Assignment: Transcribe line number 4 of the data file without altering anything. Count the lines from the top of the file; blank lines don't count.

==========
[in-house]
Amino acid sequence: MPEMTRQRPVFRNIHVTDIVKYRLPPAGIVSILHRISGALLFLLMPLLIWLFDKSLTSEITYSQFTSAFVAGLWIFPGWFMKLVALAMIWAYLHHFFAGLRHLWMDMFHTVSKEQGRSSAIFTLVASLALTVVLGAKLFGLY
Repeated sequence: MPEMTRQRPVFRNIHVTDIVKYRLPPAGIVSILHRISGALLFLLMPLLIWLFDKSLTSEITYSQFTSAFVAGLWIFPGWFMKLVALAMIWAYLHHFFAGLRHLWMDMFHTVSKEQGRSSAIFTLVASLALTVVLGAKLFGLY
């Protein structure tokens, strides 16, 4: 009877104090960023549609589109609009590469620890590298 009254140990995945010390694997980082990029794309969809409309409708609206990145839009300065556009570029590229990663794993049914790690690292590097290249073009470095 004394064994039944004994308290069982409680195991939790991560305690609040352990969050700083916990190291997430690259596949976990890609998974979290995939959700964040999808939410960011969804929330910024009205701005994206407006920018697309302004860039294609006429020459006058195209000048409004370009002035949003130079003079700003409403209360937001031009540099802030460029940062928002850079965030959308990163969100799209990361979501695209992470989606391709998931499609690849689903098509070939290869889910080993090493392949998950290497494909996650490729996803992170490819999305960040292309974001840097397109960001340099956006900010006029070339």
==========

């Protein structure tokens, strides 16, 4: 009877104090960023549609589109609009590469620890590298 009254140990995945010390694997980082990029794309969809409309409708609206990145839009300065556009570029590229990663794993049914790690690292590097290249073009470095 004394064994039944004994308290069982409680195991939790991560305690609040352990969050700083916990190291997430690259596949976990890609998974979290995939959700964040999808939410960011969804929330910024009205701005994206407006920018697309302004860039294609006429020459006058195209000048409004370009002035949003130079003079700003409403209360937001031009540099802030460029940062928002850079965030959308990163969100799209990361979501695209992470989606391709998931499609690849689903098509070939290869889910080993090493392949998950290497494909996650490729996803992170490819999305960040292309974001840097397109960001340099956006900010006029070339």